Let’s suppose that Adam Lanza had not taken his own life after murdering 26 children and six staff at Sandy Hook Elementary and was captured instead.

Suppose he then was transferred from jail to court to appear before the judge for his initial hearing. He likely would be shackled, hand and foot, between two burly well-armed police officers for his walk into the courthouse.

Why would a scrawny juvenile in an orange jumpsuit in shackles need to be escorted on either side by well-armed officers? In case this kid tries some further act of violence? No.

Our justice system, however, deems that even an accused violent offender should be safe from harm so that he can be given a fair trial in a court of law.

Who might harm him? Possibly a grief-stricken parent who, in their pain and rage could think only of hurting the very one who took their precious child’s life.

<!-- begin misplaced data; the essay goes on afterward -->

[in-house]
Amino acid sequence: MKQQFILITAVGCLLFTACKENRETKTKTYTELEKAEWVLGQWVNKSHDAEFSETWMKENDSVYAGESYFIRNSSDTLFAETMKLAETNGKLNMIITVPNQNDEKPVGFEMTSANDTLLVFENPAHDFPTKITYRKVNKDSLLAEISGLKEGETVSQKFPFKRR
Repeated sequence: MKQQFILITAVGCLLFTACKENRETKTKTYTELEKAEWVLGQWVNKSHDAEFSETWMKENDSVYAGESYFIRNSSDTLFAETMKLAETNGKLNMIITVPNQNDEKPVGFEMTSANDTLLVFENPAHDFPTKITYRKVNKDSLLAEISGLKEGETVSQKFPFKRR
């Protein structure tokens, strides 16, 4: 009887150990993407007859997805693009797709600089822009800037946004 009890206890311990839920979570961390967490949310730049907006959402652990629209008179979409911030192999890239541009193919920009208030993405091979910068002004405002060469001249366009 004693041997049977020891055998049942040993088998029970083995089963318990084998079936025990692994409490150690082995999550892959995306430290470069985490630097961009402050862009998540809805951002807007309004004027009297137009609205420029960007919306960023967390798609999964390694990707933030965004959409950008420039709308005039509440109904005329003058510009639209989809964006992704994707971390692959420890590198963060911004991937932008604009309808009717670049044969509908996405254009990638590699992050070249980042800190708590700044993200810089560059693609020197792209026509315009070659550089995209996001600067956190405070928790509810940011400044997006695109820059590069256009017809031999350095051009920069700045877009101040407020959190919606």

Did not those innocent children deserve the same kind of protection from Lanza’s outpouring of pain and rage?

In our imaginary scenario, what if the school had an armed security officer? What if several teachers had been well-trained to shoot and had concealed carry permits?

We know a security officer cannot be all places at all times, and having the police even just five minutes away will not necessarily save lives in a gun-free zone.

We know this from Sandy Hook. Don’t our children and our grandchildren deserve, at the very least, as much protection as an accused killer would receive?

David Clinard


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